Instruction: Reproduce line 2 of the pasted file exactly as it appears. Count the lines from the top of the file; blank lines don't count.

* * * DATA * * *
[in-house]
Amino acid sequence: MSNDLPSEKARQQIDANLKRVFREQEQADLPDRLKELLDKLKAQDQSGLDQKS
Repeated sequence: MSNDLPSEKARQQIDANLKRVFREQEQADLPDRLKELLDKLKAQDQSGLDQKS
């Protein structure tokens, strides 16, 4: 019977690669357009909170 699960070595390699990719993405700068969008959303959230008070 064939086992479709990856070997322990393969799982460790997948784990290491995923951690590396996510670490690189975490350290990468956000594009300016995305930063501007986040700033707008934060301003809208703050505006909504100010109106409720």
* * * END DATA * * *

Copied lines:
Amino acid sequence: MSNDLPSEKARQQIDANLKRVFREQEQADLPDRLKELLDKLKAQDQSGLDQKS